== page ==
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1 May 2009 Rates of Survival and Sources of Mortality of Cougars in Hunted Populations in North-central Arizona
Ted McKinney, Thorry W. Smith, Robert B. Waddell
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Abstract

Estimating rates of survival of cougars (Puma concolor) and identifying sources of mortalities potentially enhance management prescriptions. Sport hunting is believed to be the primary cause of mortality in hunted populations of cougars, but little research has evaluated how hunting and other causes of death might influence survival and sources of mortality of these predators in semi-arid ecosystems. We captured and monitored 16 adults (12 males, 4 females) during 2006 and 2007 on two heavily hunted, semi-arid, study areas in north-central Arizona. Rates of survival of adults differed moderately between study areas and years, generally were ≤0.67, and were comparatively low for combined years (≤0.55). One-half of radiocollared adults died during the study, and sport hunting was the primary cause of deaths, followed by intraspecific aggression and collision with vehicles. We hypothesize that sport hunting was the primary factor influencing relatively low rates of survival of cougars on the study areas.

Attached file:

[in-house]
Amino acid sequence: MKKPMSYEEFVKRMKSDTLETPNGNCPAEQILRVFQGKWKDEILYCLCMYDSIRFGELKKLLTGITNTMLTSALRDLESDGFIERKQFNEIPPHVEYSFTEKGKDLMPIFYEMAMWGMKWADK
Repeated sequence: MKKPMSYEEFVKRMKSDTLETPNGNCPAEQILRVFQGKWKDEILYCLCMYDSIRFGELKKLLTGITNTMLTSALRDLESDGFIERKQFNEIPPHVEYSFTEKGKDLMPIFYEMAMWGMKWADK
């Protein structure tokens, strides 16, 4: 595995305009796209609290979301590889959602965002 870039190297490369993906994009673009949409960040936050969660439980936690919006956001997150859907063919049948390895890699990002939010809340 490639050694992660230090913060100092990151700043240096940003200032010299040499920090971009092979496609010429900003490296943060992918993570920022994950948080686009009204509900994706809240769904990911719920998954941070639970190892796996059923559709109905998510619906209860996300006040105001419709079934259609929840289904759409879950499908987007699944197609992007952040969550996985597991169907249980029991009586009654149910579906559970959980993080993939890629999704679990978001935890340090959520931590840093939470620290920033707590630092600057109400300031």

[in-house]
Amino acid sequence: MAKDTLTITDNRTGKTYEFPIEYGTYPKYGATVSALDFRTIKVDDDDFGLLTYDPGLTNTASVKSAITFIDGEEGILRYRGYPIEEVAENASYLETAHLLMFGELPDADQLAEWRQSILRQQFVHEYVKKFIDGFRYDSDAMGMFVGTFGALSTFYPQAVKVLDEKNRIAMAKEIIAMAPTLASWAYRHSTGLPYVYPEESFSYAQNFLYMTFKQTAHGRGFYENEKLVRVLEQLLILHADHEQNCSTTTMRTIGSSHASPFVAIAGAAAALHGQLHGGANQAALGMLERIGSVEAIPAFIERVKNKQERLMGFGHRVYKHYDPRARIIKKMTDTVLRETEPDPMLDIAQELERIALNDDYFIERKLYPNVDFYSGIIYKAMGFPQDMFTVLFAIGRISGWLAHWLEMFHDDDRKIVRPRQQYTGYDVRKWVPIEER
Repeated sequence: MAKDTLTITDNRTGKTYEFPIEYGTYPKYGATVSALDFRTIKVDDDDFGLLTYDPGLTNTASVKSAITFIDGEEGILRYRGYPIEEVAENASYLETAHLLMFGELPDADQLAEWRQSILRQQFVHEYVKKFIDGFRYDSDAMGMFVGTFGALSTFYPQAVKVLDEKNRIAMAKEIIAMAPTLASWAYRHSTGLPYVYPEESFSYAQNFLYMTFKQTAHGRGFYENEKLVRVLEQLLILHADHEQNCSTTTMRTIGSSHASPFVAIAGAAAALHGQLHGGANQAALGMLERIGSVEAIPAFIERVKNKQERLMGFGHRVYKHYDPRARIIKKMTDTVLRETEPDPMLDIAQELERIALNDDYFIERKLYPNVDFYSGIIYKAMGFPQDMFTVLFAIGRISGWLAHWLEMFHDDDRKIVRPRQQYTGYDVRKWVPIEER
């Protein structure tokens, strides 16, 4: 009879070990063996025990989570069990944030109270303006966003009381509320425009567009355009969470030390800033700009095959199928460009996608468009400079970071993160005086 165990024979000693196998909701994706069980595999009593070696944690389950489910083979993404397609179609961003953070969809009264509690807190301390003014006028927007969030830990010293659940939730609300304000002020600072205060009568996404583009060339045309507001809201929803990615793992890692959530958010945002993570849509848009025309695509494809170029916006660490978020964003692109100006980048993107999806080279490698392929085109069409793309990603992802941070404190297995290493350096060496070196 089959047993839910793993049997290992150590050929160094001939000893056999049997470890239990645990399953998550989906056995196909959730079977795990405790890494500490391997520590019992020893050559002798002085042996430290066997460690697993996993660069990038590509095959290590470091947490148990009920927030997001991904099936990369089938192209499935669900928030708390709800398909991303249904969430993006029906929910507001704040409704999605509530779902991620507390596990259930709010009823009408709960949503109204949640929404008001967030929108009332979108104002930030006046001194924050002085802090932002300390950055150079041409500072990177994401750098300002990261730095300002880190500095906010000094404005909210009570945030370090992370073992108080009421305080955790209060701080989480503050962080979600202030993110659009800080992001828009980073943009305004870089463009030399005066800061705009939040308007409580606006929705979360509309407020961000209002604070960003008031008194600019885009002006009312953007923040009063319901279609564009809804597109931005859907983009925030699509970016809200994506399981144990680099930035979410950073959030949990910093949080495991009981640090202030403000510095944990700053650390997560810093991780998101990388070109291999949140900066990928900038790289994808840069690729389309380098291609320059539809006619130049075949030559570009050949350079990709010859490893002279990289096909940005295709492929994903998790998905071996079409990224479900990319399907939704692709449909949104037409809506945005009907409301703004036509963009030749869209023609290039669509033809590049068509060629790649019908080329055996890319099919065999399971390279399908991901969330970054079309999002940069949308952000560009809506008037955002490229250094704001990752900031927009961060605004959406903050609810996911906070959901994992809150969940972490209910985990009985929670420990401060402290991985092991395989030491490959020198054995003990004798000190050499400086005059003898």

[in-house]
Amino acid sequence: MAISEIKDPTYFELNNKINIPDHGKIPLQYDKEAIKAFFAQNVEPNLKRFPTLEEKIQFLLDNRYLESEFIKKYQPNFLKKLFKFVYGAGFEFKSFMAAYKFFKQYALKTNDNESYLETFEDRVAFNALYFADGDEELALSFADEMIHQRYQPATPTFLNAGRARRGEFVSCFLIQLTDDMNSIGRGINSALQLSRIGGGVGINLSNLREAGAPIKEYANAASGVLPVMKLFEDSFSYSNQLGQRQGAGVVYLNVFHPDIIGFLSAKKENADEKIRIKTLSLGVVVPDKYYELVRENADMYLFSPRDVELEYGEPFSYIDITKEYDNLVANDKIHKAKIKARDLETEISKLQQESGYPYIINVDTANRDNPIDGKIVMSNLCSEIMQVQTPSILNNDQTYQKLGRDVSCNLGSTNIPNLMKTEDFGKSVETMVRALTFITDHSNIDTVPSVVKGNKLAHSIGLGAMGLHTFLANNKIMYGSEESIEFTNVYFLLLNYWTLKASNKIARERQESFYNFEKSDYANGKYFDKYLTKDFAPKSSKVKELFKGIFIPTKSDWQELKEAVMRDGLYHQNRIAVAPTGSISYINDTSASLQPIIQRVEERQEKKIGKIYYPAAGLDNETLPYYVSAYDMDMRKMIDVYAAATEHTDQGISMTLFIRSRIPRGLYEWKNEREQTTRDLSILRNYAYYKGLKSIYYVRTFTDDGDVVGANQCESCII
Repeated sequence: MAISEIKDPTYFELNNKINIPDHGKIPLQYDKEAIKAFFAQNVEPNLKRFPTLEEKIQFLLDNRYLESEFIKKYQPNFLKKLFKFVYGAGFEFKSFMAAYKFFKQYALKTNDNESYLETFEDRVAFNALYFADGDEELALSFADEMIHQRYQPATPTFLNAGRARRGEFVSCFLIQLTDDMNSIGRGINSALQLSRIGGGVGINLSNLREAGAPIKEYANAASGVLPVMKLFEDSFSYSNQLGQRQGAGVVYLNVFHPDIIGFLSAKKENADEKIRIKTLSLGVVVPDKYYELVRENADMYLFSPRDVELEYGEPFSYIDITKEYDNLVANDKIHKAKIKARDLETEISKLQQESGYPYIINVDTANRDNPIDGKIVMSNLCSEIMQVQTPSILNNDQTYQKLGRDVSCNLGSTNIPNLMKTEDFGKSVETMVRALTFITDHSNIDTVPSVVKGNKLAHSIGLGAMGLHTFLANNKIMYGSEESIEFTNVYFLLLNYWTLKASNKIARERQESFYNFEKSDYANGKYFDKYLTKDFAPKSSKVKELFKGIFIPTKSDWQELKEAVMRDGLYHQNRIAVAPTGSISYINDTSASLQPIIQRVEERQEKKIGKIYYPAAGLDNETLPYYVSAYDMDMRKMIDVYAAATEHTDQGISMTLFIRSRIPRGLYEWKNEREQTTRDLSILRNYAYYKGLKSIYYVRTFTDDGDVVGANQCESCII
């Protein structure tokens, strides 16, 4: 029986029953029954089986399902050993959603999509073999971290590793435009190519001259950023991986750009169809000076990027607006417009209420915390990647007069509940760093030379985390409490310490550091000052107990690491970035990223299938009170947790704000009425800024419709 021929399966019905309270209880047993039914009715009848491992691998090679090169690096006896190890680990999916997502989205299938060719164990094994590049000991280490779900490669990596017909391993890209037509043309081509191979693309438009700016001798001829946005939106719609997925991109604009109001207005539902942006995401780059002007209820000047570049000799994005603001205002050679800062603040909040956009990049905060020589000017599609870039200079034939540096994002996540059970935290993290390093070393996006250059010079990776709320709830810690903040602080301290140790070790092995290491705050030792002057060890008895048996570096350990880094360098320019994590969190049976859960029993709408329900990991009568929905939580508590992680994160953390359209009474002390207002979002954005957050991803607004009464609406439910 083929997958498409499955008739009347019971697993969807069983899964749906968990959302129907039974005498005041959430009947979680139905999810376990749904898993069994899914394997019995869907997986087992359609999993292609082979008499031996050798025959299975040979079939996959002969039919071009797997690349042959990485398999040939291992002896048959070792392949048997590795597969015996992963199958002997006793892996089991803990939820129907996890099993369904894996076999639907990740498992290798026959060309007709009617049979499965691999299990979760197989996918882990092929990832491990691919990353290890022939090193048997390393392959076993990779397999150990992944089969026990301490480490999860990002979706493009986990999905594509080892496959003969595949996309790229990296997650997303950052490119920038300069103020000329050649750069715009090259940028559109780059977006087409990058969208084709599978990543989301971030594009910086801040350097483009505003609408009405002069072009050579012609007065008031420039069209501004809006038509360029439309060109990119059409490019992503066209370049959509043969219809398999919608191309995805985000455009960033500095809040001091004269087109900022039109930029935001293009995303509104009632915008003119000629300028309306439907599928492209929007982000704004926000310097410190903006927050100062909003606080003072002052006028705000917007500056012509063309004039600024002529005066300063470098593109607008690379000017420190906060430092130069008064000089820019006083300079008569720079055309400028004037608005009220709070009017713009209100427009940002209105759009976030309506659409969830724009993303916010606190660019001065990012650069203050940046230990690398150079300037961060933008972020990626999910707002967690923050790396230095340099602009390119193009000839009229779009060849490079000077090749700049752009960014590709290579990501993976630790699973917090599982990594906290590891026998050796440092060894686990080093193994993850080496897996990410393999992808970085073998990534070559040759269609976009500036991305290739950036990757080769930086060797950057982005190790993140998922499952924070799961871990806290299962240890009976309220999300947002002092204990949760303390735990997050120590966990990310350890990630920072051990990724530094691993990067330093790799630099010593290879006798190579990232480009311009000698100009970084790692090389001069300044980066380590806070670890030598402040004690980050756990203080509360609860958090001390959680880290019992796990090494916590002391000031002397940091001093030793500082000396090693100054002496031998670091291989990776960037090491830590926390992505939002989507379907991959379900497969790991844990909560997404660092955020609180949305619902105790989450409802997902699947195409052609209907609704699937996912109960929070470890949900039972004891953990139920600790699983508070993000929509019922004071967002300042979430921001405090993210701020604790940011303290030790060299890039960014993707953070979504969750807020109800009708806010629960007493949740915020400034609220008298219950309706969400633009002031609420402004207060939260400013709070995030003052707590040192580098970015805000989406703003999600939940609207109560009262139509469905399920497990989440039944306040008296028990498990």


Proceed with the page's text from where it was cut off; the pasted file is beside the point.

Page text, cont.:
Ted McKinney, Thorry W. Smith, and Robert B. Waddell "Rates of Survival and Sources of Mortality of Cougars in Hunted Populations in North-central Arizona," The Southwestern Naturalist 54(2), 151-155, (1 May 2009). https://doi.org/10.1894/CLG-14.1
Received: 24 January 2008; Accepted: 1 September 2008; Published: 1 May 2009
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